DOCTOR'S VIEW ARCHIVE

Hormone Therapy - HRT, HT, ET, EPT, What Does it All Mean?

Medical Author: Carolyn J. Crandall, MD, MS, FACP
Medical Editor: William C. Shiel, Jr., MD, FACP, FACR

To help sort out the confusion about the multiple hormone therapy abbreviations, Dr. Carolyn Crandall has provided us this explanation of HRT, HT, ET (Estrogen Therapy) and ERT (Estrogen Replacement Therapy).

Menopausal Hormone Therapy (HT)

HRT stands for "hormone replacement therapy." In the medical field, HRT, or hormone replacement therapy is an older term, and has recently been replaced with "menopausal hormone therapy (HT).

Menopausal hormone therapy," abbreviated HT, is a general term for any type of hormone that a woman takes -- which could mean almost anything -- any combination of estrogen with progestin, estrogen alone, or progestin alone. If you want to describe a more specific type of hormone therapy, you can use the terms estrogen therapy (ET) or estrogen progestin therapy (EPT) as described below.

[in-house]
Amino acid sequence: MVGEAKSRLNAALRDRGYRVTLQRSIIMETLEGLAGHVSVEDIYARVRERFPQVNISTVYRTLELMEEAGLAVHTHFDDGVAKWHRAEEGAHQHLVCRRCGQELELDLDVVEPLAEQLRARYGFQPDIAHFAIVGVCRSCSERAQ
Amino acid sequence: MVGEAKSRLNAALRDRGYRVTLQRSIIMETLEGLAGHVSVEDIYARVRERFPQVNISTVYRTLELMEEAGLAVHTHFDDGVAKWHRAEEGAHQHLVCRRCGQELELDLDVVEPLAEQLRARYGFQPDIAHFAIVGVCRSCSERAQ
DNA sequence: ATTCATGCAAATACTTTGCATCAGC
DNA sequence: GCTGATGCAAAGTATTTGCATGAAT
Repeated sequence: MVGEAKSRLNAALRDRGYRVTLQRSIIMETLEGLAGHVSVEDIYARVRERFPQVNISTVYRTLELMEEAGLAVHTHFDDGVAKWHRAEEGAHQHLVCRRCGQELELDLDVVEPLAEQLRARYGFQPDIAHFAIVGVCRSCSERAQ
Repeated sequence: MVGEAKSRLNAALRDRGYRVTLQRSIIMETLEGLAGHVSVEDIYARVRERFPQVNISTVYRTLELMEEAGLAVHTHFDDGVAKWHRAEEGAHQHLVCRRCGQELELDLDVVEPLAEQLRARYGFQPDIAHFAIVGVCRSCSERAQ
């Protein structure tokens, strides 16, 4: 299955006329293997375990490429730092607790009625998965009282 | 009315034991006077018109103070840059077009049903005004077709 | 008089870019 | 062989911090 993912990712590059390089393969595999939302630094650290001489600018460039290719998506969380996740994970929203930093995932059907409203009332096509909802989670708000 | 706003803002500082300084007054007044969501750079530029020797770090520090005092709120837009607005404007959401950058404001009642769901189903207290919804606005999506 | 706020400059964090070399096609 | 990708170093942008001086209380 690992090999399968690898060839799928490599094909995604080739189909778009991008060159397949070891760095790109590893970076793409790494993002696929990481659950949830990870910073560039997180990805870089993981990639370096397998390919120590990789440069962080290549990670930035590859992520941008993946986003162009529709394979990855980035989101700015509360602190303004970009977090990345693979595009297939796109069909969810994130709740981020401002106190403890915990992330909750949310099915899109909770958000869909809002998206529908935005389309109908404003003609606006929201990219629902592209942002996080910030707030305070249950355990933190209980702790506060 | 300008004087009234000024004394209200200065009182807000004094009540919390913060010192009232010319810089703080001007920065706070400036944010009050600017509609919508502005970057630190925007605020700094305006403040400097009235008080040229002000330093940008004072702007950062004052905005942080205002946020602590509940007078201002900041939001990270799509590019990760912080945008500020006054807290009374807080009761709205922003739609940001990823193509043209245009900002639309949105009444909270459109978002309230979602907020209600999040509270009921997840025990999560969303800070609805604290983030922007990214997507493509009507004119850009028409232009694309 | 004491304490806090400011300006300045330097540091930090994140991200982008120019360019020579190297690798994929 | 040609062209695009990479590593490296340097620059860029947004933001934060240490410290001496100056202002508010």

Estrogen Therapy (ET)

ERT stands for "estrogen replacement therapy." Again, because of the recent shift in medical terminology, ERT has been replaced by a newer term. Now, estrogen therapy, abbreviated ET, is the term we use to refer to estrogen as a therapy, WITHOUT progesterone. This new term, estrogen therapy, has been chosen in part because we are not really REPLACING estrogen when we prescribe estrogen therapy. After menopause, women are not really "naturally" meant to produce estrogen any more. Therefore, ET is a more precise (or possibly less offensive) way to describe the medication.